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    Wind & Current Navigation
    From: Dan Allen
    Date: 2003 Apr 16, 18:08 -0700

    Today I went out on my boat, but leaving the slip became dicey.  This
    experience leads to a couple of questions about determining the
    cumulative effects of winds and currents.
    My slip faces due south.  The 15 knot wind was coming from the SE.  I
    released my lines and engaged reverse and pulled out of the slip, so
    far so good.  As I entered the fairway and the boat began turning so
    that the bow began to face East, I stayed relatively close to my slip,
    reasoning that the wind would push me out more to the middle of the
    fairway, and when I had turned enough, I would go forward and that
    would be that.  This plan has worked fine in no wind, or in light
    winds, or even winds this strong that I have encountered before.
    However, the incoming invisible tidal current was coming from the
    North.  It pushed me back towards the dock when I was starboard side to
    and I narrowly missed hitting docks and boats.
    The wind seemed to be controlling the situation.  The waves were all
    heading NW due to the wind from the SE.
    The current seemed negligible.  I knew that low-tide was just occurred
    about 30 minutes earlier; the flood was beginning again, but I did not
    think it had much strength compared to the wind, as I saw no sign of a
    current pushing me back into my slip.
    I was wrong!
    The current was darn near invisible to me. The winds appeared to be all
    powerful, but the quiet, silent, invisible currents got me again.
    Let us say that we knew that the wind was 15 knots from SE and that the
    current from the incoming tide was 2 knots from the North; are they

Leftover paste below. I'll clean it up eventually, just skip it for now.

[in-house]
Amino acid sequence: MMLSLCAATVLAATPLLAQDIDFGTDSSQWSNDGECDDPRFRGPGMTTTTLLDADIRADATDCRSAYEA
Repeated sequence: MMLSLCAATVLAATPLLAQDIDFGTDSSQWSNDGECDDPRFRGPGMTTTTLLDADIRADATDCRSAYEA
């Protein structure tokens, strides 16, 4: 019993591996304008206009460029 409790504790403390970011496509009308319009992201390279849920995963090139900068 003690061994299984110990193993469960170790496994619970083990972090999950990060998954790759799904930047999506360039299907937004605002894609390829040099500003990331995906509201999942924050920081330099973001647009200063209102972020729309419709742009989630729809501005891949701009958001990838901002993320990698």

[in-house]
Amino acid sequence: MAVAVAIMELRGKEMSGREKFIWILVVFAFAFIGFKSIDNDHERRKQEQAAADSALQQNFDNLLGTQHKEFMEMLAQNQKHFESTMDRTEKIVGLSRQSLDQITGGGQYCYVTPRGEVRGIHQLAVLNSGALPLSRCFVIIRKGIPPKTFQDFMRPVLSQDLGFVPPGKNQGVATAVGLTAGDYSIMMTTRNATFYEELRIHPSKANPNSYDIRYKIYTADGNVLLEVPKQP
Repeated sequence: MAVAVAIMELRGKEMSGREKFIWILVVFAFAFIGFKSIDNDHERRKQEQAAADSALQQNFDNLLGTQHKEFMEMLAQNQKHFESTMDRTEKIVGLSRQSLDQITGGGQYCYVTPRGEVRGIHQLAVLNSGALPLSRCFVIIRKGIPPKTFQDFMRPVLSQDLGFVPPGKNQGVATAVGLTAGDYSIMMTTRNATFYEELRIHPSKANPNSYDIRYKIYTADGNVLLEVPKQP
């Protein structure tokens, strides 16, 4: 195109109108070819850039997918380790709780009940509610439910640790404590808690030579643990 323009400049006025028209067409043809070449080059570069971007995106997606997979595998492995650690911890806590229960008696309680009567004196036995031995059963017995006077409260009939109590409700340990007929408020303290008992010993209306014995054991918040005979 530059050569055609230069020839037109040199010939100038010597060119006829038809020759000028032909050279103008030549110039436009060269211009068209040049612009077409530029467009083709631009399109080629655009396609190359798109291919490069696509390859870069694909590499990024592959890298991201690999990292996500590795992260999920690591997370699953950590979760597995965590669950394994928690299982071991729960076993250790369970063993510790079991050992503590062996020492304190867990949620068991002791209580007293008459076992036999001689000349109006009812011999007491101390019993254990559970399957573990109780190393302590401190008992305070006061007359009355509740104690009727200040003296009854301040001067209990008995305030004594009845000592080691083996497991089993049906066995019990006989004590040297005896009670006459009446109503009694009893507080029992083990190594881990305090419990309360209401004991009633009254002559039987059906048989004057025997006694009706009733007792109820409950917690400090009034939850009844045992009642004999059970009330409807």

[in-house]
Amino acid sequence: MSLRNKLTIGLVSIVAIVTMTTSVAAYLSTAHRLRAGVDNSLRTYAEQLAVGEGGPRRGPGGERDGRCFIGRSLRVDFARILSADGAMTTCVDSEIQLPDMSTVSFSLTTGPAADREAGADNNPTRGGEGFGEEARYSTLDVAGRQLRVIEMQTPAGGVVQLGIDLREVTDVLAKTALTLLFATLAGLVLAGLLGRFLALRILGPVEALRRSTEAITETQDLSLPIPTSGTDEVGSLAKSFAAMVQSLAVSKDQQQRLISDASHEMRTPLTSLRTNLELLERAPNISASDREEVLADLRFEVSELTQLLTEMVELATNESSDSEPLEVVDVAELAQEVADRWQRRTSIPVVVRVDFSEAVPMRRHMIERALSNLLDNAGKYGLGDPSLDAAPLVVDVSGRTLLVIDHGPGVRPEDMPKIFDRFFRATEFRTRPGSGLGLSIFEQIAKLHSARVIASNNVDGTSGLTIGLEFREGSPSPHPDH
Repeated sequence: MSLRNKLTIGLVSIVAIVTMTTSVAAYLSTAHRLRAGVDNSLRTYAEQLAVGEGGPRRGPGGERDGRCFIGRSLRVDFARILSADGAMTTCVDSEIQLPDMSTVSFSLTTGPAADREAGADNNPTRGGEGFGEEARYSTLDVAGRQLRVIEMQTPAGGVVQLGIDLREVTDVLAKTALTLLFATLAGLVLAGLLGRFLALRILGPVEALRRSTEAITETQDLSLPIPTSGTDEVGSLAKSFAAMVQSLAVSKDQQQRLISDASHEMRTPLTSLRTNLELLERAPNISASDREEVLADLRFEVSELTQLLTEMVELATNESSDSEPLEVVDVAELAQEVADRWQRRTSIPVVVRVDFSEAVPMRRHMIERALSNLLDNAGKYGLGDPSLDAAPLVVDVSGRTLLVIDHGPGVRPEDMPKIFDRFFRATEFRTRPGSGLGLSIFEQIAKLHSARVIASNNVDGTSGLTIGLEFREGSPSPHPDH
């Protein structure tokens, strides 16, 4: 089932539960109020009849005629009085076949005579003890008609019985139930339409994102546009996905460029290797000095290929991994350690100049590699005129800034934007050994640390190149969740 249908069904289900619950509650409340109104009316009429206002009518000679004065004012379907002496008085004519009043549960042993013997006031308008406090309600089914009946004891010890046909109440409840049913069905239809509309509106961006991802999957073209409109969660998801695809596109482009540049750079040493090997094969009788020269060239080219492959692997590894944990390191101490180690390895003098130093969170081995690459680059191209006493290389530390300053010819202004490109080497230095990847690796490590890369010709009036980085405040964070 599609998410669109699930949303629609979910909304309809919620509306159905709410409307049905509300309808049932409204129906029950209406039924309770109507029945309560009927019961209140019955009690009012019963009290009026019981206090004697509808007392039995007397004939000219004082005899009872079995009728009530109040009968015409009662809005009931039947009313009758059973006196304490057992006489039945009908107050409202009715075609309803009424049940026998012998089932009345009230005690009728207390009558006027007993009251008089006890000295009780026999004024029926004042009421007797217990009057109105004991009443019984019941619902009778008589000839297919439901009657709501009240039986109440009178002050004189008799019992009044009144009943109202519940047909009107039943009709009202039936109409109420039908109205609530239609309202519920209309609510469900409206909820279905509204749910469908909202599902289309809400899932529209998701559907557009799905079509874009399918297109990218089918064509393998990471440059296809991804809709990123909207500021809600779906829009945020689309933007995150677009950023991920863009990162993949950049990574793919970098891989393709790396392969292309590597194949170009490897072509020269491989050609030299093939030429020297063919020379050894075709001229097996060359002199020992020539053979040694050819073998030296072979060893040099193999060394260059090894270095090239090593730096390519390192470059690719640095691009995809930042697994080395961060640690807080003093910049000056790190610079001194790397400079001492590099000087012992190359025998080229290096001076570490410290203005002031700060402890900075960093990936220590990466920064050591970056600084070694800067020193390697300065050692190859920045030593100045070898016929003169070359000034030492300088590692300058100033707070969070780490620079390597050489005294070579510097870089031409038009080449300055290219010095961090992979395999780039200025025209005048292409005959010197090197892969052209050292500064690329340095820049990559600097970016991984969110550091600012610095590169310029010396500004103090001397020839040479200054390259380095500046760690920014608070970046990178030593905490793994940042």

factored equally in how they combine to move the boat?  If they were
    weighted equally the result would be a 13.66 knot force coming from 129
    degrees, but this would not have blown me against the dock.  It still
    would have blown me away from the dock, but this is not what happened.
    A current from the North of 11 knots combined with a 15 knot wind from
    the SE would give a total force of 10.6 knots coming 2 degrees North of
    East.  This would have just barely begun to nudge me back toward the
    dock, but the tidal current certainly was nowhere near 11 knots!  It
    was more like 2 knots, perhaps 3 or 4 at the most.
    This leads me to believe that the current needs to be weighted much
    more than the wind, at least in my craft, but is this always the case?
    How can you determine the relative strength of a current compared to
    the wind and determine the outcome of the two?  I know how to
    mathematically add two vectors, so it is not the actual math that I am
    asking about, but rather, how empirically does one determine the
    relative forces involved?
    How does one weight the effects of wind and weight the effects of
    How do the size, shape, and mass of the boat and the hull, and the
    superstructure (masts, flying bridges, etc.) effect these relative
    Let the vector "W" be the wind, and the vector "C" be the current.  Let
    "s" be a factor for the amount of superstructure on a boat, which the
    winds effect.  Let "h" be a variable representing the hull under the
    waterline, which the currents effect.  It seems to me that there should
    be some formula to determine the final speed and direction of the boat
    under these two forces of Wind and Current, the result being the vector
    B (for boat).  The formula would look something like:
           B = s * W + h * C
    s and h obviously are determined by a variety of measures and need to
    be further broken down.
    Are there any rules of thumb that help one determine the sum of the
    wind and current accurately?  How do master mariners figure this out?
    What observations can be made to help predict the cumulative effects of
    wind and current accurately?  In other words, how could I prevent such
    near disasters in the future?

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